Covid-19: “Impossible” to be confident that government awarded Randox contracts properly, say MPs
The UK government’s failure to follow basic rules in awarding £777m of contracts for covid-19 testing to the diagnostics company Randox Laboratories make it “impossible to have confidence” that the contracts were awarded properly, says the parliamentary watchdog on public spending. In a highly critical report, the Commons Public Account Committee accuses the Department of Health and Social Care of “woefully inadequate record keeping” and failing to meet basic requirements to publicly report ministers’ external meetings or deal with potential conflicts of interest when awarding testing contracts to the company.
Air Pollution Likely to Contribute to Diseases Including Dementia, UK Committee Finds
Air pollution is "likely" to increase the risk of developing dementia, a Government research group has said. The Committee on the Medical Effects of Air Pollutants has published its findings after reviewing almost 70 studies which analysed how exposure to emissions affect the brain over time. The 291-page report concludes that air pollution "likely" increases the risk of accelerated "cognitive decline" and of "developing dementia" in older people. Experts believe this is due to the impact of pollutants entering the circulatory system, affecting blood flow to the brain.
What the UK is Getting Right in the Fight to Contain Monkeypox
As global concerns mount about the threat of monkeypox, the UK offers a measure of hope that the crisis is controllable. Just days after the World Health Organization declared the outbreak a public health emergency, the UK released data suggesting that transmission is plateauing. That’s giving health experts a dash of optimism. “The figures that we are seeing, certainly with the eye of faith, do look as though they are slowing down,” Jimmy Whitworth, a professor of public health at the London School of Hygiene and Tropical Medicine, said in a phone interview. “It doesn’t mean we’re out of the woods, but it is an encouraging sign.”
CityU researchers invents accurate rapid COVID-19 antibody level test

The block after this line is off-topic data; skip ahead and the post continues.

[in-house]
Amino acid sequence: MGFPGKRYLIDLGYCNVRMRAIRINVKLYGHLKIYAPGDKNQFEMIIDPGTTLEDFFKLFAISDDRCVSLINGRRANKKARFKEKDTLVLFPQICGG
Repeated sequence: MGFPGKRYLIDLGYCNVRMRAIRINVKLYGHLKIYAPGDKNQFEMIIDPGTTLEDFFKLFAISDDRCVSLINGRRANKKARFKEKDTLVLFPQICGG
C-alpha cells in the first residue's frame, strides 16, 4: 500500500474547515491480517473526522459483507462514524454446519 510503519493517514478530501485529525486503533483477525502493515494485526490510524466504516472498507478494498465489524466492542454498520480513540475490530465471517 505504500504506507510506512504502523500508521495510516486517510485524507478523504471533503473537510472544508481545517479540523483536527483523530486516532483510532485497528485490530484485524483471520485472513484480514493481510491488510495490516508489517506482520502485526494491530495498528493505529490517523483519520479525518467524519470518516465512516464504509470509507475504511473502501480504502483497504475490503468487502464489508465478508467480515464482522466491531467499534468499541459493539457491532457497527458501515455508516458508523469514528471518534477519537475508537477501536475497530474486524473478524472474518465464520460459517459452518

Vaccines have become the most important weapon in the fight against the COVID-19 pandemic, but antibody levels after vaccination decay quickly over time. Therefore, an accurate and affordable antibody rapid test is urgently needed to adjust the revaccination strategy. A research team led by City University of Hong Kong (CityU) recently invented an accurate rapid-testing device that can quantify and display the antibody level as a length of a visual bar, like a mercury thermometer, in as few as 20 minutes, enabling convenient mass screening or individual monitoring of immune protection against COVID-19.
Pfizer and BioNTech speak out against CureVac suit over patents for COVID-19 vaccines
Global clinical-stage biopharmaceutical company, CureVac, filed a lawsuit earlier this month against BioNTech, making the claim that CureVac should be compensated for an apparent infringement of a range of patents. The suit took place in German court and BioNTech has declared that it is contesting CureVac’s allegations, and called upon its partner, Pfizer, in a Massachusetts court filing to counter the claims. Both BioNTech and Pfizer assert that following CureVac’s failed attempts to develop a COVID-19 vaccine, CureVac tried to profit from the partnership, threatening patent infringement and legal action as a means of correcting CureVac’s ‘meritless allegations’.
In Rural America, Covid Hits Black and Hispanic People Hardest
At the peak of the Omicron wave, Covid killed Black Americans in rural areas at a rate roughly 34 percent higher than it did white people. The coronavirus pandemic walloped rural America last year, precipitating a surge of deaths among white residents as the virus inflamed longstanding health deficits there. But across the small towns and farmlands, new research has found, Covid killed Black and Hispanic people at considerably higher rates than it did their white neighbors. Even at the end of the pandemic’s second year, in February 2022, overstretched health systems, poverty, chronic illnesses and lower vaccination rates were forcing nonwhite people to bear the burden of the virus. Black and Hispanic people in rural areas suffered an exceptionally high toll, dying at far higher rates than in cities during that second year of the pandemic.
Fauci calls BA.5 a ‘moving target’ that may subside by the time Omicron boosters are ready. Scientists are pushing for a universal COVID vaccine instead